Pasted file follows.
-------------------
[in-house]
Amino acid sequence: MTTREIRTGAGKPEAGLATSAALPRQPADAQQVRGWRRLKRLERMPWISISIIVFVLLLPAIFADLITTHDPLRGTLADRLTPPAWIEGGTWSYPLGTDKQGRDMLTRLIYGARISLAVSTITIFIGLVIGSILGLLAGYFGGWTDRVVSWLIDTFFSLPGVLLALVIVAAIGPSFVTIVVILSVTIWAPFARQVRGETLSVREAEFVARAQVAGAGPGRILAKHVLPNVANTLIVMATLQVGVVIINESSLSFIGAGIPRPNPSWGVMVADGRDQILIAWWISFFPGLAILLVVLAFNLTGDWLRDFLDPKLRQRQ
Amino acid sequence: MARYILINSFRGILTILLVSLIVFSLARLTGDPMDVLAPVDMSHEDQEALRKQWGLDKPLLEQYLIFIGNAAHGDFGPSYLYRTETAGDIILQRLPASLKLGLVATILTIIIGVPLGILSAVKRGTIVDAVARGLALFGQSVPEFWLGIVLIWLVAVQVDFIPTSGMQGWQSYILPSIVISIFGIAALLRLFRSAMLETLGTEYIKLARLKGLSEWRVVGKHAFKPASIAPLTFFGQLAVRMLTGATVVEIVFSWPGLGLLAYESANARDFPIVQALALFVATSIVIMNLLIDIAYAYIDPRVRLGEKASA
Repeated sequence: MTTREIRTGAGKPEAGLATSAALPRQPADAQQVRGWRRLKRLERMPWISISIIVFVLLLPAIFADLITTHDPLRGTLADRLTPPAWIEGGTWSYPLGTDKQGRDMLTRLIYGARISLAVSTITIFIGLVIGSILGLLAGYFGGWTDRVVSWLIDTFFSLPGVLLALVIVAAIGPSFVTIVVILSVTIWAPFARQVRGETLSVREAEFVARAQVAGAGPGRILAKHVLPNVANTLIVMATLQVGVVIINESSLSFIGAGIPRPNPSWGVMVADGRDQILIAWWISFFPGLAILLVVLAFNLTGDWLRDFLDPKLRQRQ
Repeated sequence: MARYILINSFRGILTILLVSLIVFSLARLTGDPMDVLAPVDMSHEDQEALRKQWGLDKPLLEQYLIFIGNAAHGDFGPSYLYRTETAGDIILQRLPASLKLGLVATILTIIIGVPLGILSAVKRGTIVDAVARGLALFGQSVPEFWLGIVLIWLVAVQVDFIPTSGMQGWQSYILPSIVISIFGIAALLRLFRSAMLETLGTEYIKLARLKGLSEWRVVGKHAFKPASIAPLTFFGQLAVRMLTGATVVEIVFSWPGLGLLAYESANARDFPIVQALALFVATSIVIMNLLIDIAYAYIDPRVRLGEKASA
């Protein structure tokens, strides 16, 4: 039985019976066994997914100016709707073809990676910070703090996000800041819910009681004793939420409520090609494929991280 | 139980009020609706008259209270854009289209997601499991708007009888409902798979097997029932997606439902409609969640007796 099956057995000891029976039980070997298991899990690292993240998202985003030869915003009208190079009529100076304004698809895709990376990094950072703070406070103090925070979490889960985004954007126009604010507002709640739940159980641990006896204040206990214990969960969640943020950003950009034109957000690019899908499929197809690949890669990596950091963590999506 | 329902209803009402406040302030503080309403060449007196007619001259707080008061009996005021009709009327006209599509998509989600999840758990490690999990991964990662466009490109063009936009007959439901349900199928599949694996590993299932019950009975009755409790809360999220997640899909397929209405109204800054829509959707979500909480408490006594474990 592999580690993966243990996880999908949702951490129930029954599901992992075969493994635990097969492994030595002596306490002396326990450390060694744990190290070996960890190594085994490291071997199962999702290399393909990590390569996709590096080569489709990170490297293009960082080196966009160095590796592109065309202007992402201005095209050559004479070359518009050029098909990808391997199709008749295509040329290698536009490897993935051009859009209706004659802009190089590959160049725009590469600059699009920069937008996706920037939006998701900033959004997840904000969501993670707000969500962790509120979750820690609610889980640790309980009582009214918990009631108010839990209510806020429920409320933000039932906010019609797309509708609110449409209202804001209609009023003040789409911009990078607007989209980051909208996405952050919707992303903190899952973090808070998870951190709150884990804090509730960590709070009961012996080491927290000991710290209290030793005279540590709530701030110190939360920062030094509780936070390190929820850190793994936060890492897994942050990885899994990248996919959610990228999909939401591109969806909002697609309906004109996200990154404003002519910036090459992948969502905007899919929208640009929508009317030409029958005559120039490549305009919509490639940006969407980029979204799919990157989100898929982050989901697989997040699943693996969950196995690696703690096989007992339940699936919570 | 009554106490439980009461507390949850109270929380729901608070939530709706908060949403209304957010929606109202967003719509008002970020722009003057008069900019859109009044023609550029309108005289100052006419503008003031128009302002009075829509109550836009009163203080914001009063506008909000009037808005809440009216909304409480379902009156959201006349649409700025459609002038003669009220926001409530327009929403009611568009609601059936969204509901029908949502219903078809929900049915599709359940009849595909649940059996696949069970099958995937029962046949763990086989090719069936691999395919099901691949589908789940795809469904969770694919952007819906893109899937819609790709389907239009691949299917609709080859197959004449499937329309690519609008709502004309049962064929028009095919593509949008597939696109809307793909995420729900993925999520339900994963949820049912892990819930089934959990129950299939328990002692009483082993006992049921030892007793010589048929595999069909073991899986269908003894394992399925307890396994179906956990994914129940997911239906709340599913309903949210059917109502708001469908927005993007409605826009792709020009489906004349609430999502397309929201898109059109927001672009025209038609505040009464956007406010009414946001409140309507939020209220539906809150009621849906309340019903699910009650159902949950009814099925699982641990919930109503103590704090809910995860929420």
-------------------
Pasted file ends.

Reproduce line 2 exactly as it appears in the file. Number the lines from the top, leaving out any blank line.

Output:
Amino acid sequence: MTTREIRTGAGKPEAGLATSAALPRQPADAQQVRGWRRLKRLERMPWISISIIVFVLLLPAIFADLITTHDPLRGTLADRLTPPAWIEGGTWSYPLGTDKQGRDMLTRLIYGARISLAVSTITIFIGLVIGSILGLLAGYFGGWTDRVVSWLIDTFFSLPGVLLALVIVAAIGPSFVTIVVILSVTIWAPFARQVRGETLSVREAEFVARAQVAGAGPGRILAKHVLPNVANTLIVMATLQVGVVIINESSLSFIGAGIPRPNPSWGVMVADGRDQILIAWWISFFPGLAILLVVLAFNLTGDWLRDFLDPKLRQRQ